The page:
Letter: Cassidy plays ‘doctor card’

“Cassidy opens new clinic” blares the headline (Advocate May 5), by Jordan Blum, atop Page 1B; but does he really? Read on.

Scrutinizing this press release masquerading as news suggests (but never actually tells us) that Dr. Cassidy is continuing to serve the same former Earl K. Long clinic population, now in a new five-story building built by, and near to, the Our Lady of the Lake Regional Medical Center, as a result of closure of EKL clinics. This is either old news or nonnews depending on how you look at it, spun to mislead the public into believing that Cassidy is embarking on some new humanitarian venture.

As a grizzled (40 years in the arthritis clinic) veteran of the EKL, I share Cassidy’s love of medicine and teaching (and the patients). I am, however, puzzled by his singling out the Medicaid patients for “outreach.”

There are about eight different classifications of the patients, according to their insurance, or lack thereof, which are not usually noted unless there is some medication or related problem. Also his implacable opposition to the Affordable Care Act (Obamacare) is not something I would think would endear him to Medicaid recipients, or any other EKL patients, when they vote.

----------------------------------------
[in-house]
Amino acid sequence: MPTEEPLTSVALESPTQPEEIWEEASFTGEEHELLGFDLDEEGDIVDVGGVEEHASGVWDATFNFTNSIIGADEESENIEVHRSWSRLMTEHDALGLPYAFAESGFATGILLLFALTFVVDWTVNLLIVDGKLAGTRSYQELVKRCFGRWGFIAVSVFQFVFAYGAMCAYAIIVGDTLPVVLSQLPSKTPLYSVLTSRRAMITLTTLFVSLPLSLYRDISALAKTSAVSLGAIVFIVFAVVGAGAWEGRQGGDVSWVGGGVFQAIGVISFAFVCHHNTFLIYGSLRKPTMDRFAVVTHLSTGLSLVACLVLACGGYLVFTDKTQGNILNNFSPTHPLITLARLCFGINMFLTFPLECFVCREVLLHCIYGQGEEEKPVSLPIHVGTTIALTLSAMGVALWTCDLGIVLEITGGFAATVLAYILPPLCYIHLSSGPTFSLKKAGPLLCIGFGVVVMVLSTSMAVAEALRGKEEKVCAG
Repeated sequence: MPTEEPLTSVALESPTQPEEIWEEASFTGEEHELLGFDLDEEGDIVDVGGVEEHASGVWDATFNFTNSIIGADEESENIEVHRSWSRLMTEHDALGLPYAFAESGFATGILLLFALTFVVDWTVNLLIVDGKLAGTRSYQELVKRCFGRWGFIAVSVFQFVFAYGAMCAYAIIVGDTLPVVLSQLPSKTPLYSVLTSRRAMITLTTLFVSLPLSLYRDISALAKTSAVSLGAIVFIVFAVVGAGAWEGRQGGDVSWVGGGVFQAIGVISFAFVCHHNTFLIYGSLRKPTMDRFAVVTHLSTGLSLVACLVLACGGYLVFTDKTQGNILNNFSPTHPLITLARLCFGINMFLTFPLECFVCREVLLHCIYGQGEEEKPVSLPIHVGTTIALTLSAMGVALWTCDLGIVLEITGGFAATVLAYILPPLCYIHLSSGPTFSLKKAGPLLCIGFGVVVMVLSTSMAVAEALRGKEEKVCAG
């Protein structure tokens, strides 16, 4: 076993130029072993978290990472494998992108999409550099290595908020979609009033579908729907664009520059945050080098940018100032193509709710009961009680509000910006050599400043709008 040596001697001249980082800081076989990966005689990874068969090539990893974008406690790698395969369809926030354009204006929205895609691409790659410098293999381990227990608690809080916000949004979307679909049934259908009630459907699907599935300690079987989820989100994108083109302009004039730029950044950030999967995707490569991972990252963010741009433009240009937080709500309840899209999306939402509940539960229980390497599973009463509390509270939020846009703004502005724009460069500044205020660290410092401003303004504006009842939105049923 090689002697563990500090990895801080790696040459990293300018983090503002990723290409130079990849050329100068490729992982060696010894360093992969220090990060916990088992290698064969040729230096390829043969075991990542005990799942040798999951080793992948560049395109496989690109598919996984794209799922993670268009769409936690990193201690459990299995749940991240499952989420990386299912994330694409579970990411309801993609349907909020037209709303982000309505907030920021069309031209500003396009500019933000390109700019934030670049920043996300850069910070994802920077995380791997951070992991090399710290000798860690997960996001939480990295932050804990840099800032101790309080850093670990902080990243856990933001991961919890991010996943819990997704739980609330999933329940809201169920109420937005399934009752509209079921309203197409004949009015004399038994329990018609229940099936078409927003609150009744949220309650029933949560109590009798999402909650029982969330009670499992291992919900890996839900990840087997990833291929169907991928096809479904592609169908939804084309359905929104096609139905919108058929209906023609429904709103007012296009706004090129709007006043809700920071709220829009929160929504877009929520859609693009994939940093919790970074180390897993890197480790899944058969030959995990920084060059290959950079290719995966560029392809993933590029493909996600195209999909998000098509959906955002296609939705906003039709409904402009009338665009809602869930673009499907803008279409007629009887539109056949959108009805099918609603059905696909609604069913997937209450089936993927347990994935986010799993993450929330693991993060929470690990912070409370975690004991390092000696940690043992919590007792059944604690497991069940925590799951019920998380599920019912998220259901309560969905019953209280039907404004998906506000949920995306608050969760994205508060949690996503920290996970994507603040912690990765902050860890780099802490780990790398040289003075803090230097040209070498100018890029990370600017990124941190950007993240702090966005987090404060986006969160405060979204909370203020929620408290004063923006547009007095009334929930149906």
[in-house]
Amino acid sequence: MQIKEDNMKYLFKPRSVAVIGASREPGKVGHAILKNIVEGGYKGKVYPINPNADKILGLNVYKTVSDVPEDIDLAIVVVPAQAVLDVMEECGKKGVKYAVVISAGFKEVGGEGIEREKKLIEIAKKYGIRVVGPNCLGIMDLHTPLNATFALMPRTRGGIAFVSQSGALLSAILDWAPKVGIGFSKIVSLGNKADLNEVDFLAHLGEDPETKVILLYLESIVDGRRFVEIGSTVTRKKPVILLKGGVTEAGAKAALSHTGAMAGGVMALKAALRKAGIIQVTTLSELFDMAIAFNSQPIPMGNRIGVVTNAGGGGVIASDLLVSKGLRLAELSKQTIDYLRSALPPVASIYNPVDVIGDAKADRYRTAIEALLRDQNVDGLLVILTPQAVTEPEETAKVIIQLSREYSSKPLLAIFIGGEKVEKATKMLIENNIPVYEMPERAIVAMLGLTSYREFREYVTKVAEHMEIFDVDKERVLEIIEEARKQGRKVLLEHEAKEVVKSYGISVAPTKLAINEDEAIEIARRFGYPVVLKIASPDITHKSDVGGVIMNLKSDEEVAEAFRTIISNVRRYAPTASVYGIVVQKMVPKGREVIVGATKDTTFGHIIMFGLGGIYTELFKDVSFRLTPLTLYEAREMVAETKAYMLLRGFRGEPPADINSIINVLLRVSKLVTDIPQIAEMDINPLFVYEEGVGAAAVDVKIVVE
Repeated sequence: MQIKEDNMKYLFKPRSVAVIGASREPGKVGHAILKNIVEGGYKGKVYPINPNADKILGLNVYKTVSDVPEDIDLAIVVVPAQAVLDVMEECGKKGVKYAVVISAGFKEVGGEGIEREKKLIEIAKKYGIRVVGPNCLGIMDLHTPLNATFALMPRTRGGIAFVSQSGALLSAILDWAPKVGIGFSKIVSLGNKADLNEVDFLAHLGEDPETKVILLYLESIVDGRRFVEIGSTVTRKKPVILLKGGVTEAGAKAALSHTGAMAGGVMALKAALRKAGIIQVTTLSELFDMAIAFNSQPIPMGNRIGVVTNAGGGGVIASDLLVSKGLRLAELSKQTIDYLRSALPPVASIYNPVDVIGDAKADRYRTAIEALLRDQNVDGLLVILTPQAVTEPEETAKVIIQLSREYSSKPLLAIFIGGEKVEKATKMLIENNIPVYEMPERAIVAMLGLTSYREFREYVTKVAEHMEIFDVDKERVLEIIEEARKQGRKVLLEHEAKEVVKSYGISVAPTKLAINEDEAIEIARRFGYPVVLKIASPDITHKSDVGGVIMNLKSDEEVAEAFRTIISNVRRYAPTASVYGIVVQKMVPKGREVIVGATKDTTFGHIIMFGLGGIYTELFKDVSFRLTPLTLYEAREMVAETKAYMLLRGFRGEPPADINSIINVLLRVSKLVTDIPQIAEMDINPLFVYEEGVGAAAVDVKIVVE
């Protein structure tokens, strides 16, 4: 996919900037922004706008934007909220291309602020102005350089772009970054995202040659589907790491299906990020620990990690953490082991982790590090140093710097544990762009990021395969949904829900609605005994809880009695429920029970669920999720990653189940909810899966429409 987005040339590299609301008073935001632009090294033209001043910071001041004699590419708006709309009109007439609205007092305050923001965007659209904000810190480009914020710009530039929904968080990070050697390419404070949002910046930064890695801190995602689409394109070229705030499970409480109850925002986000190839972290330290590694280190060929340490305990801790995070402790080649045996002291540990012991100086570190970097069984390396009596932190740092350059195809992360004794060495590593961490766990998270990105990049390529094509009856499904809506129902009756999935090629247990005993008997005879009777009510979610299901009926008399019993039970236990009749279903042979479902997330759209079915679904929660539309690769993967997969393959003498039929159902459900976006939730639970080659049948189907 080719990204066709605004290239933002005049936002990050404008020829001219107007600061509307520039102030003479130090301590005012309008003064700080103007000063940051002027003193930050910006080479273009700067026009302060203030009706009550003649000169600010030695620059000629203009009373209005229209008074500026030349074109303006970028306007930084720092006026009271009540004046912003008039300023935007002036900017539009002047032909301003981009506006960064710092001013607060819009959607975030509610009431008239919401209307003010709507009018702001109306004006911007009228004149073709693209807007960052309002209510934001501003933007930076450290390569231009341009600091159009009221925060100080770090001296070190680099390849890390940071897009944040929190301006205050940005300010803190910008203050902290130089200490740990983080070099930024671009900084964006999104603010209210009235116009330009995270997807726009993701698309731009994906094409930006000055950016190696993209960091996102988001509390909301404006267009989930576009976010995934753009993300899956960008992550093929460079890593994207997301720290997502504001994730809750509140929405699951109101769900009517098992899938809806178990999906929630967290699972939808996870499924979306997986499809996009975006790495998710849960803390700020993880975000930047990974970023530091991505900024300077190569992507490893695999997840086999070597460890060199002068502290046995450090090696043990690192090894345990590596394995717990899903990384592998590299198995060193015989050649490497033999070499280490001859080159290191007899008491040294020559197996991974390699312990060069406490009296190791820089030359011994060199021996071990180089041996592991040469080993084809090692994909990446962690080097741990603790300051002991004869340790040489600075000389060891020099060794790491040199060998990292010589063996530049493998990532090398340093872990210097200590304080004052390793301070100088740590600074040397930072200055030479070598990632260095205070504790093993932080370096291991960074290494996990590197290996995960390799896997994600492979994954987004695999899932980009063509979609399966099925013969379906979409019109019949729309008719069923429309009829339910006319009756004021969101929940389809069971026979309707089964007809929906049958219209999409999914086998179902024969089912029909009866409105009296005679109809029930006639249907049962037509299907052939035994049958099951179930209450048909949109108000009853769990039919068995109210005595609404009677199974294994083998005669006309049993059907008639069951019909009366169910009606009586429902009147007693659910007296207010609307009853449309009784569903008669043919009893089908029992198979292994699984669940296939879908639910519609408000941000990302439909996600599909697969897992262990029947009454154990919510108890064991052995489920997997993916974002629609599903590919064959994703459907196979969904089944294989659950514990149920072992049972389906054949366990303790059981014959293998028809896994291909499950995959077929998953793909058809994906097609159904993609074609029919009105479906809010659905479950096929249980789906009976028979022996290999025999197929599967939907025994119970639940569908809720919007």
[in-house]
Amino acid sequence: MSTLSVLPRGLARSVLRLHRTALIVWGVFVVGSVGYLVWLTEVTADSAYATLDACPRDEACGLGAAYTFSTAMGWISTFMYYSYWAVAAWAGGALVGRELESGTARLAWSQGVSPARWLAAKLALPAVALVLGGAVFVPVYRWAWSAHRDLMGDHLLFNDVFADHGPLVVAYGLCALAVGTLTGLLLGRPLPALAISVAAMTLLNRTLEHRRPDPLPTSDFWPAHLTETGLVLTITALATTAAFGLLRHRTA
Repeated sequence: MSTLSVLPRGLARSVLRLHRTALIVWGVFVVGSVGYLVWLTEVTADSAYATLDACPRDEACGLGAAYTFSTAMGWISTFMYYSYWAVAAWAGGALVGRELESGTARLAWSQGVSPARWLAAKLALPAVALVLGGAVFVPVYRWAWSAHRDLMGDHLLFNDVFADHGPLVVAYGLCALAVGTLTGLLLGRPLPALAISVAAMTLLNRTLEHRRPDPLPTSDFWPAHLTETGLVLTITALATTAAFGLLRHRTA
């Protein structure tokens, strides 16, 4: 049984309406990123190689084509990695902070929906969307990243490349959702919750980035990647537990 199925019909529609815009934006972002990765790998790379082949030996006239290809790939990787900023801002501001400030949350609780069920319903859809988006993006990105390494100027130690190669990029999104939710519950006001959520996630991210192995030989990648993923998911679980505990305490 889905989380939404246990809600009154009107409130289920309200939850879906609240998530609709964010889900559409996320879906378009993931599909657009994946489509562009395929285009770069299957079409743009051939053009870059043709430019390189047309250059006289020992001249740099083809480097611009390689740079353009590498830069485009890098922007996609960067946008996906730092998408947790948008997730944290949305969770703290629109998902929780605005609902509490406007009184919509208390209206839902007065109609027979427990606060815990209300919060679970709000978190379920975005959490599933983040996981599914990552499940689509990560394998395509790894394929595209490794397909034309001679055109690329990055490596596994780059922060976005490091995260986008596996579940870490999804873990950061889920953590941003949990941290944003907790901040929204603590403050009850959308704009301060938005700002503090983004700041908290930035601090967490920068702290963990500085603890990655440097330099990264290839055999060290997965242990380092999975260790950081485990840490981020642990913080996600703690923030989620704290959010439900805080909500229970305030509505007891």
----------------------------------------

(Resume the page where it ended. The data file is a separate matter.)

Cassidy says (presumably of health care) “it’s a really complicated set of issues.” In that case he should be presenting to his constituents the facts on both sides of this problem. Instead we get only right-wing ideology regurgitated to us as revealed truth.

It may be a problem for a politician to disagree with the party line, but a physician should have a moral compass — a set of ethical values independent of politics. I believe that access to health care is a moral problem with a moral solution, which unfortunately is dependent on political will to achieve.

If Cassidy believes “when the government runs health care, the people don’t have power,” he should read Steven Brill’s stunning exposition of the plight of people who don’t have “too much government run health care,” or private insurance (see Time magazine, March 4). These people have the “power” to negotiate one-on-one with their hospital, doctors etc. to try to lower the outrageous “Chargemaster” charges reserved for the uninsured, or inadequately insured.

Doesn’t that make you want to cancel your Medicare or private insurance so that you won’t have a bureaucrat or bean-counter between you and your doctor or hospital?

Perhaps a better title for this gem would be, “Cassidy plays doctor card.”

Herb Dyer

retired physician
Baton Rouge